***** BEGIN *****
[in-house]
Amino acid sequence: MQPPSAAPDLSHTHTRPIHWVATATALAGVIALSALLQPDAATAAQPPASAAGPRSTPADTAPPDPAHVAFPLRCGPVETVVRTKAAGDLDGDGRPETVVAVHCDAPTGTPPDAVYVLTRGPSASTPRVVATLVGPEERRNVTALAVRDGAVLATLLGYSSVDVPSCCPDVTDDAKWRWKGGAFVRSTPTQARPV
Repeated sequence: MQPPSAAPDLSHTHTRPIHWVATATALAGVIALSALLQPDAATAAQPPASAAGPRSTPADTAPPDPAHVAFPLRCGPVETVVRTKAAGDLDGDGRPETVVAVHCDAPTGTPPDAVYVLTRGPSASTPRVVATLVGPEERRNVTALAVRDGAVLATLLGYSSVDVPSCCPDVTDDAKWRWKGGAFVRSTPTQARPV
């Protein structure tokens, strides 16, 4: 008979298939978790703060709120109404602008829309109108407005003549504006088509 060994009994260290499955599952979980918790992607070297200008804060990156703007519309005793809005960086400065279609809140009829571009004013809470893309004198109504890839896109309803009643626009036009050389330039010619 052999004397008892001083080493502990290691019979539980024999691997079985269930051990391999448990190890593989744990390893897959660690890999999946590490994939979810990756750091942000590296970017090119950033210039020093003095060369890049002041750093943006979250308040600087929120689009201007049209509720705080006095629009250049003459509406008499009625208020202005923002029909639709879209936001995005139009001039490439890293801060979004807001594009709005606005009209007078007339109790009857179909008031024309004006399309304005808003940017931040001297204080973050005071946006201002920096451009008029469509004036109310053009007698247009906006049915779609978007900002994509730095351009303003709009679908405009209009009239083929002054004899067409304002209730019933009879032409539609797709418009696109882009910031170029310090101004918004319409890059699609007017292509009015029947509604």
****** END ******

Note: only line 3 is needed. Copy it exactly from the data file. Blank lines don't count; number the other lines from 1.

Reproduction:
Repeated sequence: MQPPSAAPDLSHTHTRPIHWVATATALAGVIALSALLQPDAATAAQPPASAAGPRSTPADTAPPDPAHVAFPLRCGPVETVVRTKAAGDLDGDGRPETVVAVHCDAPTGTPPDAVYVLTRGPSASTPRVVATLVGPEERRNVTALAVRDGAVLATLLGYSSVDVPSCCPDVTDDAKWRWKGGAFVRSTPTQARPV